Alfredo Perez is glad to be in Baltimore, but the water-stained picture of him kneeling beside his little daughter is a constant reminder of why he's not happy yet.
The picture was damaged when he set out on a flimsy raft from his native Cuba to escape the government of Fidel Castro. He held tightly to the photo when he was picked up by the Coast Guard and taken to the Guantanamo Bay refugee camp.
Even now, eight months later, he becomes emotional when he talks about his 5-year-old Sheila, who remained behind with his wife in Cuba. He struggles to clear his throat. His eyes get watery. Minutes pass before he can speak again.
"For me, my daughter is the biggest thing in my life," he finally says in Spanish through an interpreter. "And if it weren't for her, I would not have risked my life. It is her future here that I'm working for."
Mr. Perez, 33, is one of 12 Cubans who have settled in Maryland in the last month after being released from Guantanamo Bay. They were freed by a Clinton administration policy to grant entry to 8,179 Cuban men, women and children who were plucked from the ocean while fleeing Cuba last summer.
Under the U.S. Justice Department policy, Cubans held at Guantanamo were released if they accompanied immediate family members who were over 70 years old, were minors whose long-term detention in the camp would constitute an "extraordinary hardship" or were suffering from medical
conditions that could not be treated at Guantanamo.
Unaccompanied minors also were released, said Ron J. Tomalis, a spokesman for the Justice Department's Community Relations Service.
Mr. Perez said he was a photographer in Cuba, but the government limited the income he received from shooting weddings and birthday parties.
He said he wanted to bring his family, but thought it would be too unsafe to put the young girl on the raft -- a vessel he helped build of inner tubes, wooden boards and pieces of aluminum.
On Aug. 18, he boarded the vessel with five other people, including his disabled 30-year-old brother, to pursue a life he thought was impossible in his homeland.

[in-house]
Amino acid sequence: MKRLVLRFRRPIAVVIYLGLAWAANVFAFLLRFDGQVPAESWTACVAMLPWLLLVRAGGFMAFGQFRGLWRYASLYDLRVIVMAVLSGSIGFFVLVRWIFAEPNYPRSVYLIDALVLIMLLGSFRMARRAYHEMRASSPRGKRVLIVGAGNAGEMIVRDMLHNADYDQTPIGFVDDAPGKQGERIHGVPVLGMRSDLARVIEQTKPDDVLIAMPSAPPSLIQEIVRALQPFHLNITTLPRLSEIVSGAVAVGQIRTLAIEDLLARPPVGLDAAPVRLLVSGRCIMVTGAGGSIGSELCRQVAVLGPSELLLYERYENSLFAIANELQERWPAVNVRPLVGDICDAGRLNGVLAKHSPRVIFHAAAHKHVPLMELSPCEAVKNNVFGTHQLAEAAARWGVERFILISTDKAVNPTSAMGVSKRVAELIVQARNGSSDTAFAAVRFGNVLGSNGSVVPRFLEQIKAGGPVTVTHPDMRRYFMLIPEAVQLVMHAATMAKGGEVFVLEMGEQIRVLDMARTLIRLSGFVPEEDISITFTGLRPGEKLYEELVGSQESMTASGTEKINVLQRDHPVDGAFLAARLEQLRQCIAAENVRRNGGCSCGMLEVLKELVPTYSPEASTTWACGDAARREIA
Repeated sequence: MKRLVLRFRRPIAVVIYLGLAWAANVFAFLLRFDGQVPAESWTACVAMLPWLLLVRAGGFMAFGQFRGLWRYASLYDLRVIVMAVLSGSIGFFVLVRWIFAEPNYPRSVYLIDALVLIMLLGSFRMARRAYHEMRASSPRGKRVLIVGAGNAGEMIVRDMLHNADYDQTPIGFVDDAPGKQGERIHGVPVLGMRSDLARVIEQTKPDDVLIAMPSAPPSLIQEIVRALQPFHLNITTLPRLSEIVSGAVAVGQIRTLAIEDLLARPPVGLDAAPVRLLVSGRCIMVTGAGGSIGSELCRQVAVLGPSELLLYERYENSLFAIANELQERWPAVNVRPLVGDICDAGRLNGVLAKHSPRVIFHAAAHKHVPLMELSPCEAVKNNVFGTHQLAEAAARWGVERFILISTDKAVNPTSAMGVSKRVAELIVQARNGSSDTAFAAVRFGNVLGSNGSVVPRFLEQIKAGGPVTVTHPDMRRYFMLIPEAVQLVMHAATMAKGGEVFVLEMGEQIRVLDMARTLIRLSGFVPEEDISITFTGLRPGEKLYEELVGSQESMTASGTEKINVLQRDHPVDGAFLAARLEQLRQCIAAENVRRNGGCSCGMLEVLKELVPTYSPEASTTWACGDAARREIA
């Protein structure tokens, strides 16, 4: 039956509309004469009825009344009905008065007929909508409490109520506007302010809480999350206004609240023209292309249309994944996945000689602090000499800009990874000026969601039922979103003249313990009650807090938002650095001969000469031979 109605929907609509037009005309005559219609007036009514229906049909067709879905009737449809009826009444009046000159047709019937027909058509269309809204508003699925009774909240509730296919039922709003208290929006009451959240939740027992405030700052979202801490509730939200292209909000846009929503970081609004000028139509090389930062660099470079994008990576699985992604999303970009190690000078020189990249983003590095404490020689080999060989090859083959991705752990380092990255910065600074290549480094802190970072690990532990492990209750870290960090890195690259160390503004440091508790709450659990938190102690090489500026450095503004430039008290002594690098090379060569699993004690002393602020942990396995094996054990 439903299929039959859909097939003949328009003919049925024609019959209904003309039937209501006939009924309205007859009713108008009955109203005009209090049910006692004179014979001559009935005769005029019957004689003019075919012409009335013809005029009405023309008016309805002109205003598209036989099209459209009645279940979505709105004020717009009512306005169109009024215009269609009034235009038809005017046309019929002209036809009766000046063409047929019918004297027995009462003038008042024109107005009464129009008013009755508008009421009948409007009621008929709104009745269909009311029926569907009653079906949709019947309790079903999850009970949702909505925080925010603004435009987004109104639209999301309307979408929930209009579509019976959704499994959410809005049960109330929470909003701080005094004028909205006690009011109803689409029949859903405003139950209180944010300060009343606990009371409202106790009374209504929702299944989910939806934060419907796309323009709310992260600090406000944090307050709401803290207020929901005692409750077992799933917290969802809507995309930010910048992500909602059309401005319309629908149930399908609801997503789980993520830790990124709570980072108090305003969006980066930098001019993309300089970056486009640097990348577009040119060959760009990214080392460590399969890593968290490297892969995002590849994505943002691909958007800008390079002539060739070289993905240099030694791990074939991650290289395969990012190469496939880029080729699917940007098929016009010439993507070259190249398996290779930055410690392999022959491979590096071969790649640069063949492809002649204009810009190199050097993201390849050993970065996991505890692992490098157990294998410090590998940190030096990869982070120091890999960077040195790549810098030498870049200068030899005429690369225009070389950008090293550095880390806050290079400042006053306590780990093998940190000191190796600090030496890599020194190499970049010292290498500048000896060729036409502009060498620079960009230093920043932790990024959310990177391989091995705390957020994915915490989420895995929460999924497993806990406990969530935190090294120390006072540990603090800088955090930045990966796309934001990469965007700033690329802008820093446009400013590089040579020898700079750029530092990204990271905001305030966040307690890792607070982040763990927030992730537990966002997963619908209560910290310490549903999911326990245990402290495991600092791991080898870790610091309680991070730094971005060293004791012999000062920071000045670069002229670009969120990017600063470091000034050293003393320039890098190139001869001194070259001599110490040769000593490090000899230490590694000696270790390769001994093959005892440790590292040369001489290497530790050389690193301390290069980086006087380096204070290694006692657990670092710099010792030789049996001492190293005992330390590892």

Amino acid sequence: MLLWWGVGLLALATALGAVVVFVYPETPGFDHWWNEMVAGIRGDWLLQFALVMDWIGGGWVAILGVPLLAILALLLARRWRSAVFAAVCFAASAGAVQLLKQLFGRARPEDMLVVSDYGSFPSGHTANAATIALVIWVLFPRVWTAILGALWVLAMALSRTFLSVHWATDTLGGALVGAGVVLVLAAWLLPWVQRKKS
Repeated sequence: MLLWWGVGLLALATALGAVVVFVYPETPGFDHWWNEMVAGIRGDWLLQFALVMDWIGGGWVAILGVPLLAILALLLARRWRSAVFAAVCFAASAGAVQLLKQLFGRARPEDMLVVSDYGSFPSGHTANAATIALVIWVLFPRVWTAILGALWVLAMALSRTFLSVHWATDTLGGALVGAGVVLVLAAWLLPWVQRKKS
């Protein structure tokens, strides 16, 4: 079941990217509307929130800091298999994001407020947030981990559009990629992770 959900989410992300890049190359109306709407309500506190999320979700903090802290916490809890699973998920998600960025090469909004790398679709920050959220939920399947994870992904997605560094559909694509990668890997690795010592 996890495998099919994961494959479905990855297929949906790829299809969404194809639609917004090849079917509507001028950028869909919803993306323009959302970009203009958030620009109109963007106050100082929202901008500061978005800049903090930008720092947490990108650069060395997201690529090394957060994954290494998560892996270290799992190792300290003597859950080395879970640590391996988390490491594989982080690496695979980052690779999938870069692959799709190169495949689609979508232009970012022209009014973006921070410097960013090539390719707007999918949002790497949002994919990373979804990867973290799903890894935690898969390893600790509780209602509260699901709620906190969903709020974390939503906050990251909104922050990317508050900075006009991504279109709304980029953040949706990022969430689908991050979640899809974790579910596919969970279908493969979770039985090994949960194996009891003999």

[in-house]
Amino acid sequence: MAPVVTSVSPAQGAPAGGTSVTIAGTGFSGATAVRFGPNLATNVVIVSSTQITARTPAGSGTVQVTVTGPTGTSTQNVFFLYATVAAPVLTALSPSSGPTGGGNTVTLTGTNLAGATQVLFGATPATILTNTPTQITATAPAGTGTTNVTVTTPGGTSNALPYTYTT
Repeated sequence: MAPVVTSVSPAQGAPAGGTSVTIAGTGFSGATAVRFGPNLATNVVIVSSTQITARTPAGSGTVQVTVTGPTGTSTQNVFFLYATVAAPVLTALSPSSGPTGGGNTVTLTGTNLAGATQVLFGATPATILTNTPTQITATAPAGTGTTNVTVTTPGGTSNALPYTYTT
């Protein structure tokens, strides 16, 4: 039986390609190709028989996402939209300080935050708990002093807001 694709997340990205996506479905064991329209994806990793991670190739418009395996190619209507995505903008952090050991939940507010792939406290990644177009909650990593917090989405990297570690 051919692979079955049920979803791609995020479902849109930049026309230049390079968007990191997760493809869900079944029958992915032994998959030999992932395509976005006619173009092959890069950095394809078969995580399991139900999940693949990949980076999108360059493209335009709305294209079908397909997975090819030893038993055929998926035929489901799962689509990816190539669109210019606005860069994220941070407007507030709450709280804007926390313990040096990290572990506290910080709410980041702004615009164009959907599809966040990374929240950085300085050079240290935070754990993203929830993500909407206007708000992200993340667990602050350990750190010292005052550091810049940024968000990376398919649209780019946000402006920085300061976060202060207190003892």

He said the raft held together through two storms during the two days at sea.
"Good contraption," he said in English with a smile.
They had gone about 67 miles toward the Florida Straits when a U.S. Coast Guard ship appeared.
"We thought we were going to the United States," Mr. Perez said.
Unbeknown to them, President Clinton a day earlier changed a long-standing U.S. policy of almost automatically allowing Cuban refugees to enter the country. Mr. Clinton made the change to discourage waves of refugees flooding to Florida late last summer after Mr. Castro decided not to block illegal departures from Cuba.
Mr. Perez and the others were taken to the U.S. military base on Guantanamo Bay, where Cubans and Haitians seeking refuge were detained in camps surrounded by barbed-wire fences.
"We left thinking we were coming to the land of freedom, and we were put in concentration camps," he said.
The Coast Guard stopped 32,584 Cubans last year -- 22,736 remain in detention, the Justice Department said.
Mr. Perez and his brother, Angelio Perez, were released because his brother was crippled after an earlier motorcycle accident, he said.
The Justice Department made arrangements with the Church World Service (CWS), one of two groups in the United States working with Cuban refugees, to place the brothers in Baltimore. The refugees are being sent to areas other than overburdened southern Florida, officials said.
The two were met at Baltimore-Washington International Airport by Church World Service workers and housed at the group's New Windsor center for 10 days. The group found them an apartment on Harford Road in Northeast Baltimore, furnished with a bed and a couch, and set them up with employment services, health exams and English classes, said Donna Derr, a CWS official.
Young refugees like Jorge Martinez, a 15-year-old who left Cuba with his father and stepmother, receive help getting placed in school. They live in a bare-walled, two-bedroom apartment in the Woodburne Heights area. It is furnished with beds, two living room chairs, a dining room table and a 12-inch black-and-white television.
Refugees from Cuba and Haiti may receive eight months of federally funded cash and medical assistance along with other services to help integrate them into society, said Frank J. Bien, director of the Maryland Office for New Americans.
Mr. Perez has embarked on his new life. He has enrolled in English classes at the Hispanic Apostolate in Upper Fells Point. And with the help of Centro de la Comunidad, a Latino community center, he's already found a job.
Yesterday was his first day as a $5-per-hour busboy at Lista's restaurant in Fells Point. But he is plotting his next step up the economic ladder. Eventually, he hopes to work as a photographer, become an American citizen and bring his wife and daughter to live with him in a nice house.
"As a busboy, I will learn how to work at the restaurant and become familiar with the operation. I would then like to be a waiter. It's good to be a waiter because you get good tips," he said. "At the beginning, you have to make sacrifices so you can get ahead in life."